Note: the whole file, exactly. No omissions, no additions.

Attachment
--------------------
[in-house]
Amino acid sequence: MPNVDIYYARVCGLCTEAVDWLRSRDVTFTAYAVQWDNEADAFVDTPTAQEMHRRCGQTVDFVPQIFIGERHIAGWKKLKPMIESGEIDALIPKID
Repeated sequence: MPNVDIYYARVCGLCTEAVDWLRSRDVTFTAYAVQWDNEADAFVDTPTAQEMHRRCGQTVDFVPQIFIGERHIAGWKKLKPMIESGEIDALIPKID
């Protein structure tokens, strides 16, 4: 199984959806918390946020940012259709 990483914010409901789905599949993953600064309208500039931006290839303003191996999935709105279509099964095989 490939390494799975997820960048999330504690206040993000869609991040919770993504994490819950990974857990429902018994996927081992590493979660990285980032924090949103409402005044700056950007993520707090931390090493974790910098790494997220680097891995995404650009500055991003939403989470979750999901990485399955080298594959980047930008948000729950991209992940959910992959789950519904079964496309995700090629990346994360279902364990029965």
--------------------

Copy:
[in-house]
Amino acid sequence: MPNVDIYYARVCGLCTEAVDWLRSRDVTFTAYAVQWDNEADAFVDTPTAQEMHRRCGQTVDFVPQIFIGERHIAGWKKLKPMIESGEIDALIPKID
Repeated sequence: MPNVDIYYARVCGLCTEAVDWLRSRDVTFTAYAVQWDNEADAFVDTPTAQEMHRRCGQTVDFVPQIFIGERHIAGWKKLKPMIESGEIDALIPKID
């Protein structure tokens, strides 16, 4: 199984959806918390946020940012259709 990483914010409901789905599949993953600064309208500039931006290839303003191996999935709105279509099964095989 490939390494799975997820960048999330504690206040993000869609991040919770993504994490819950990974857990429902018994996927081992590493979660990285980032924090949103409402005044700056950007993520707090931390090493974790910098790494997220680097891995995404650009500055991003939403989470979750999901990485399955080298594959980047930008948000729950991209992940959910992959789950519904079964496309995700090629990346994360279902364990029965």